Rays look to make a move as they begin a 10-game home stand against the Red Sox, Indians and Mariners
Despite being gutted by injuries, the Rays remain in the thick of things. When they begin a 10-game home stand against the Red Sox, Indians and Mariners on Friday, they’ll be just a half-game out of first in the American League wild-card race. Since starting the season 13-1 at home, the Rays are 11-18 at Tropicana Field.
Their .232 team batting average makes them one of eight teams with a batting average that low and a winning record at the break. In 1972, the Orioles, Mets and Tigers all did it. The Rays are doing it with pitching. Their 3.73 team ERA is the third-best in team history at the break. But they’re ninth in the AL with 363 runs, and their .376 slugging percentage is their worst ever.
Now about those injuries. The Rays have put 14 players on the disabled list, trailing only the Red Sox (20) in the American League. They still have six players on the DL, including outfielder Sam Fuld, who is on a rehab assignment, and third baseman Evan Longoria, who could be out a few more weeks. The Rays are 29-33 without Longoria. When he went on the DL on May 1, the Rays were 15-8. The Rays have used eight players at third, tops in the Majors. The Rays are 6-12 since outfielder Matt Joyce went on the DL with an oblique strain.
Still, there’s some magic with this little club. The Rays have won seven times when trailing entering the ninth inning. That’s tops in the Majors.<p>
After 33 years and 5,097 regular-season games, Tony La Russa says this is it, and he means it even if some people aren’t convinced.
Tony La Russa admitted he’d missed the competition. That part of it has been hard to let go. Still, he said that the 83rd All-Star Game is absolutely, positively the end of the line for his managerial career. So after all those years in uniform, this final time must have feel mighty peculiar.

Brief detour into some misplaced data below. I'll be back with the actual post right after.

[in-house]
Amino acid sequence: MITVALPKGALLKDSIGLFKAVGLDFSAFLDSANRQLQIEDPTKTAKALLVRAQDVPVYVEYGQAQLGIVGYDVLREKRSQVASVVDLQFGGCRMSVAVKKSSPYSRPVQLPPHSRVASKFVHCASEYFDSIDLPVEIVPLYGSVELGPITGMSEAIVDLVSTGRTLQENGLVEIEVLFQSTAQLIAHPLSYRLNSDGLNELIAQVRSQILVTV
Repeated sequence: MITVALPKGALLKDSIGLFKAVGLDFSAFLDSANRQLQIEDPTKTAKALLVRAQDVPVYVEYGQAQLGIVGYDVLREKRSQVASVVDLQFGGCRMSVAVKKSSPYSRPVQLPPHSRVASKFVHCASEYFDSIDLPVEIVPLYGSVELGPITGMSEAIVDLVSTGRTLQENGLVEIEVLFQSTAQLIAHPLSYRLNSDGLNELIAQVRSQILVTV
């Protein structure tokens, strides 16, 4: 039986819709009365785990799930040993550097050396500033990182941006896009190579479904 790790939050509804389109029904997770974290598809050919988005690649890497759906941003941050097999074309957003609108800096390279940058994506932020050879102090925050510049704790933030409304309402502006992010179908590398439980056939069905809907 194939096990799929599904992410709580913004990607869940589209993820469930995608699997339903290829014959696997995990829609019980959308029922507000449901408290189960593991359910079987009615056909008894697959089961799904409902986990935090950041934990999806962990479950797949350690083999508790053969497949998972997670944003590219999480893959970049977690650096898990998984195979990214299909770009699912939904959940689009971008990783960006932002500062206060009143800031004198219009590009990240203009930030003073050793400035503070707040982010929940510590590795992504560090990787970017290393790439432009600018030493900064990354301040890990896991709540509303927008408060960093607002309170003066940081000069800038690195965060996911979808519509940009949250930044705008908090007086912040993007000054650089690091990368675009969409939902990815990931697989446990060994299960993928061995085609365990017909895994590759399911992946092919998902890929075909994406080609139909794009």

When someone ask if he’s positive he’ll never manage again, he left no doubt.
“I believe it,” he said. “I know it.”
“I feel a little strange at times,” he said. “Right now, it’s the same as always. I don’t know what the game is going to hold. They’re going to keep score, and we want to get three outs in the bottom of the ninth. All that’s sort of familiar.”
Asked about his emotions, he said, “I don’t think anyone has made a big thing out of me being back. I’m totally consumed with the game. There’s nothing personal about it. I went through it at least a half-dozen times in September and October.”
When asked again about possibly managing again, he drew a line in the sand.
“I’m telling you, it’s who we’re going to pitch and who we’re going to put in,” he said. “If they keep score, you’re going to try and win. It’s simple. That’s why they keep score.”
He’s working for Major League Baseball, but would probably consider a front office position if it were offered.
“The thing I miss the most is competition,” he said. “I don’t like not competing. But I don’t want any part of the dugout.”
La Russa will be managing his sixth All-Star Game, joining Joe Torre (six), Joe McCarthy (seven), Walter Alston (nine) and Casey Stengel (10) as the only men with that many. This is just the fourth time an inactive manager has managed an All-Star Game. John McGraw retired after the 1932 season, but returned to manage the first NL Team in 1933. Danny Murtaugh managed the 1972 NL Team after leading the dugout after the 1971 season with the Pirates. Bob Lemon manage red the 1979 AL Team after being replaced as Yankees manager.
From an All-Star notebook:
- Ron Washington is the 20th man to manager at least two straight All-Star Games.
- 46 of 82 All-Star Games have been decided by two runs or less, including six of the last seven. Twenty-six All-Star Games have been decided by one run, including four of the last six.
- The National League leads the all-time series 42-38-2. The National League has won consecutive games for the first time since winning three in a row 1994-96.
- The American League is 18-5-1 in the last 24 All-Star Games.
- There have been 685 runs scored in All-Star Games. The National League has scored 344, the American League 341.
- Justin Verlander is the seventh Tigers pitcher to start an All-Star Game. Matt Cane is the seventh Giant to start an All-Star Game.
- Matt Cain and Buster Posey are the first battery mates to start an All-Star Game since 2006 when Kenny Rogers and Pudge Rodriguez got the call.